In the wake of two days of flash flooding across areas of Flagstaff and Coconino County, and with additional flooding possible in the coming days, the city and county both declared a state of emergency Thursday afternoon.
It appeared Flagstaff residents had mostly been spared a third straight day of flooding Thursday, as on Tuesday and Wednesday water had closed streets, threatened homes and left work crews scrambling to clear drainages of debris.
In terms of monsoon rainfall, “this is about as active as it gets,” said Darren McCullum, a meteorologist National Weather Service.
“Having been here quite a while, this is this is really the high end of monsoon activity,” McCullum said. “I mean, it's day and night. Now it's during the day in one place and it's overnight in another place.”
Public Works Director Lucinda Andreani told the Arizona Daily Sun that the emergency declaration will free up money and allow other agencies and the state to provide assistance in responding to the floods.
“The level of impacts that the city and county have sustained over the last two days is significant enough that we need to be bringing in additional resources to support the response,” Andreani said. “We would really appreciate the support from the governor and the state through a declaration [of emergency of their own].”
Andreani said the decision to declare a state of emergency had a lot to do with a 100-year flood event that occurred outside the Spruce Wash on Wednesday.
That flooding impacted the neighborhoods of Swiss Manor and upper and lower Greenlaw, eventually making it to Fanning Drive, washing vehicles down the street, including one Toyota Prius that was captured on a viral video.
With all the attention on the flooding risk off of the 2019 Museum Fire burn scar, properties were undefended by sandbag walls and several homes in the area experienced water issues. At least one home was almost completely flooded.
Andreani said the flooding in that area compounded the impacts being dealt with by city and county crews already busy with responding to post-Museum Fire flooding.
“Those streets all need to be cleared, those storm drains need to be addressed. All of that area now has been impacted as well,” Andreani said.
Natalie Nixon was one resident whose home was in the path of the flooding. Sitting just across from the intersection of East Lockett Road and North Steves Boulevard, her home and the one next door bore the brunt of the water coming down the street.
Nixon said she was coming back from work when the flooding occurred and had to seek high ground, only getting home once it started to subside.
“My daughter's Subaru here, there were mailboxes and boulders crammed underneath it. The water was halfway up her car; it was probably two feet up against the wall of my house,” Nixon said.
Nixon said water and mud made it into her living room and guest room, but she thinks she and her husband will only need to replace the base boards.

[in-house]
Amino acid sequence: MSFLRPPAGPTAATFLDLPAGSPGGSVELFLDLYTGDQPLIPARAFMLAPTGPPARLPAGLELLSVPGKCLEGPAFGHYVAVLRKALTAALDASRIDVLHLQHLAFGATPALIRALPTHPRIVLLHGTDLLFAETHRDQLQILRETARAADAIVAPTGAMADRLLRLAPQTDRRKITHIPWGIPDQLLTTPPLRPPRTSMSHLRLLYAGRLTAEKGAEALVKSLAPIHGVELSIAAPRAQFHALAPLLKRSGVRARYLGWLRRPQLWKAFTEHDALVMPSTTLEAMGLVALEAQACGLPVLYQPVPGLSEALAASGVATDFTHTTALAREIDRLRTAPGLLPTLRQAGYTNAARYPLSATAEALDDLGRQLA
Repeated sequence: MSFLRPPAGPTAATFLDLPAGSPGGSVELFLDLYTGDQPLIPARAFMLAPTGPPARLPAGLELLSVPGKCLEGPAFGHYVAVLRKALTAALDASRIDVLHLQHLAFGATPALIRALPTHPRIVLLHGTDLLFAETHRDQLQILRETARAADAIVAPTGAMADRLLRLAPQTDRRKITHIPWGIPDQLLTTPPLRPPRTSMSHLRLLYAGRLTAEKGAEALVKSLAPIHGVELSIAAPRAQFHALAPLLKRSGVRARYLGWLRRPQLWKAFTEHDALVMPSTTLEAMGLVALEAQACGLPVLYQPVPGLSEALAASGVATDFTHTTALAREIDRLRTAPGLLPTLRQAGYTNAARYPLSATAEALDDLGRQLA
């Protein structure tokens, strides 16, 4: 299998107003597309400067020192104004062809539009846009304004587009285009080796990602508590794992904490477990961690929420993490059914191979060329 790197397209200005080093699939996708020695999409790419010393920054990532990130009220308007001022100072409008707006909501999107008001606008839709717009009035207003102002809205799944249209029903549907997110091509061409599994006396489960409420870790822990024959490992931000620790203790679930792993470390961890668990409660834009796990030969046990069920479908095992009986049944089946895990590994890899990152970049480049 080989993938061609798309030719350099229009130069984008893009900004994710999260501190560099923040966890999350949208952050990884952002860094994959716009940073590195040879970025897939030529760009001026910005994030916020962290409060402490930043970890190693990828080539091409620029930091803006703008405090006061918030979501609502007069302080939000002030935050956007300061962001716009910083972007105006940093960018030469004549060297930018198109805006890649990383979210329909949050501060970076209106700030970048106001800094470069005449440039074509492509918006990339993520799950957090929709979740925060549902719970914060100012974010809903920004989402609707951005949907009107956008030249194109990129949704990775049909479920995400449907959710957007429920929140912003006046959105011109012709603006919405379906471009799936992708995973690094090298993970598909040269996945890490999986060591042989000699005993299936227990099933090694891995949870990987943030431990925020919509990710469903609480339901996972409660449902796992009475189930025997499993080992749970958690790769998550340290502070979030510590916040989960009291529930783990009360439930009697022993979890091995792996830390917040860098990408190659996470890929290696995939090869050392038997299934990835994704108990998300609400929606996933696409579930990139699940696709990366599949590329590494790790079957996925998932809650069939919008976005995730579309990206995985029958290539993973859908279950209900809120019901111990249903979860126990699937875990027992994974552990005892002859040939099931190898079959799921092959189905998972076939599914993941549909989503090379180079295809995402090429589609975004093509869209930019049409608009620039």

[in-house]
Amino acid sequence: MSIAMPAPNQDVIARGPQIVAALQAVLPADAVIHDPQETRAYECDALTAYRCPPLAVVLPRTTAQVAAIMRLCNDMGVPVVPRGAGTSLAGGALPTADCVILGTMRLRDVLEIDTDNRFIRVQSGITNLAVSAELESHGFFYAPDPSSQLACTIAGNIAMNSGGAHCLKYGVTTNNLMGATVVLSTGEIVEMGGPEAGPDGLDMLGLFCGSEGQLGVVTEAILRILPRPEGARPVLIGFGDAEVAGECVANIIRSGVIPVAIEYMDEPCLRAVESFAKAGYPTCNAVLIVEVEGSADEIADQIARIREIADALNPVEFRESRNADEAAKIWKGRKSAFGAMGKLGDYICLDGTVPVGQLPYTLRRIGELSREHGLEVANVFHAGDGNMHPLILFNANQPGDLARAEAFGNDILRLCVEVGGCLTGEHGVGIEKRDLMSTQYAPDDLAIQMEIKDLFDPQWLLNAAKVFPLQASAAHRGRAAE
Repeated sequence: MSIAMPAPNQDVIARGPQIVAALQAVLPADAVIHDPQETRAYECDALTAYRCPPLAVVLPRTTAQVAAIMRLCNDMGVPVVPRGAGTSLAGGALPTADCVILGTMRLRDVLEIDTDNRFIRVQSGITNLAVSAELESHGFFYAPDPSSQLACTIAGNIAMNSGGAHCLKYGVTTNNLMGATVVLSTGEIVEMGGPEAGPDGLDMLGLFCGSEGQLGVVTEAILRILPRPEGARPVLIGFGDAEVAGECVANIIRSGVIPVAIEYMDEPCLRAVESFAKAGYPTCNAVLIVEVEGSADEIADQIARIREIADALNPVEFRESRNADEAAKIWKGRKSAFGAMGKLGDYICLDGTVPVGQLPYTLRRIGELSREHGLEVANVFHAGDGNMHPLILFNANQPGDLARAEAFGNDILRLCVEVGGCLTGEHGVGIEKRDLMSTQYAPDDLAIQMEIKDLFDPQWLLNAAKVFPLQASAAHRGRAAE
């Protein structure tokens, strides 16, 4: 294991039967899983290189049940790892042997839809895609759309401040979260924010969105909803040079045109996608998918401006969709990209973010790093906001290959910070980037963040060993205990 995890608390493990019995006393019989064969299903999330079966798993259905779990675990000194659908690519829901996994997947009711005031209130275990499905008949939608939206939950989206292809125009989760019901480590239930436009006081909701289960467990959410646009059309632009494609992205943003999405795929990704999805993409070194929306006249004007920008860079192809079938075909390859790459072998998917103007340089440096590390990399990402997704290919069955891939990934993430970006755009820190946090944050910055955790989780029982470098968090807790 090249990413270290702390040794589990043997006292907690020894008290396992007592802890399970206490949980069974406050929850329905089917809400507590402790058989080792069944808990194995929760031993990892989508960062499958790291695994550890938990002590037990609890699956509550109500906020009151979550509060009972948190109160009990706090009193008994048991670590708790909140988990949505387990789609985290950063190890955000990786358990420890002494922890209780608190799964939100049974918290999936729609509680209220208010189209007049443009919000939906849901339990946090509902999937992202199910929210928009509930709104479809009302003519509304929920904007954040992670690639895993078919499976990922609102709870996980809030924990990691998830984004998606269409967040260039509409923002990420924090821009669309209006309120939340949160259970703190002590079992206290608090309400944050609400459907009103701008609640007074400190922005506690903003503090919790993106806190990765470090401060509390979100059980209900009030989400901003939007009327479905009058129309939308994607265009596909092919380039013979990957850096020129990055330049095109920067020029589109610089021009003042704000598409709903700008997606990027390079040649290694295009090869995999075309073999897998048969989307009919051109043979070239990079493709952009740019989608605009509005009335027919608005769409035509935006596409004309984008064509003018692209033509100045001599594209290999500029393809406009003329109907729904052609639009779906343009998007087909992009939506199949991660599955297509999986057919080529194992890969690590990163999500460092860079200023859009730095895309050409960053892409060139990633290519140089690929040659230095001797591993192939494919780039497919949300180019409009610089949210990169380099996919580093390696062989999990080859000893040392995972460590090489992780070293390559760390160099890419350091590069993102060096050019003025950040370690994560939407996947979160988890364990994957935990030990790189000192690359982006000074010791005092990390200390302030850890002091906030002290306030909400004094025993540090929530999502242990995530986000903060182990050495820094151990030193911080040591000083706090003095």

Outside, the fence between her house and her neighbor's house was at an acute angle, with the ground and inundated with forest materials brought by the flooding.
Still, Nixon said the whole neighborhood came together to help out those in the path of the flooding.
“All of a sudden, a dozen neighbors just materialized. People were stopping their cars saying, ‘Can we help?’ and then they’d come back with a shovel,” Nixon said.
But her home was immaculate when compared to the house next-door.
That home, which was empty at the time of the flooding and was recently sold to new owners, was more directly in the path of the oncoming water.
The house had its garage doors pushed in by the force of a Prius that had been floating down the street, said Craig Moody, the owner of Mammoth Restoration who has been hired to restore the home.
The entire yard was full of several feet of mud and debris and inside the home, everything was covered with about 6 inches of mud, Moody said.
He said these floods will keep his team busy for quite some time.
“I mean the phone just keeps ringing,” Moody said.
Moody said it's events like these where he encourages residents to get flood insurance. It may be a monthly expense, but Moody said he knows firsthand that it is much lower than having to pay for restoration work out of pocket.
The flooding in the area came after about two inches of rain fell on the foothills of Mount Elden within about one hour Wednesday afternoon, McCullum said.
McCullum said after dumping rain just north of the neighborhood, the storm then began to move down toward the city, continuing to pelt the area with rain.
“So that heavy rain essentially followed the flash flood. That tends to make them worse when the storm goes in the same direction where the flood is going to go,” McCullum said. “It all really combined to produce what we saw on the videos as far as car washing away on Steves Boulevard.”
In the end, McCullum said close to 2.5 inches of rain fell on the neighborhood, in addition to the two inches that had fallen just to the north of it.
The National Weather Service forecast continues to call for a 60% to 80% chance of showers and thunderstorms each afternoon through, with high temperatures in the upper 70s and lower 80s.
Adrian Skabelund can be reached by phone at (928) 556-2261, by email at email@example.com or on Twitter at @AdrianSkabelund.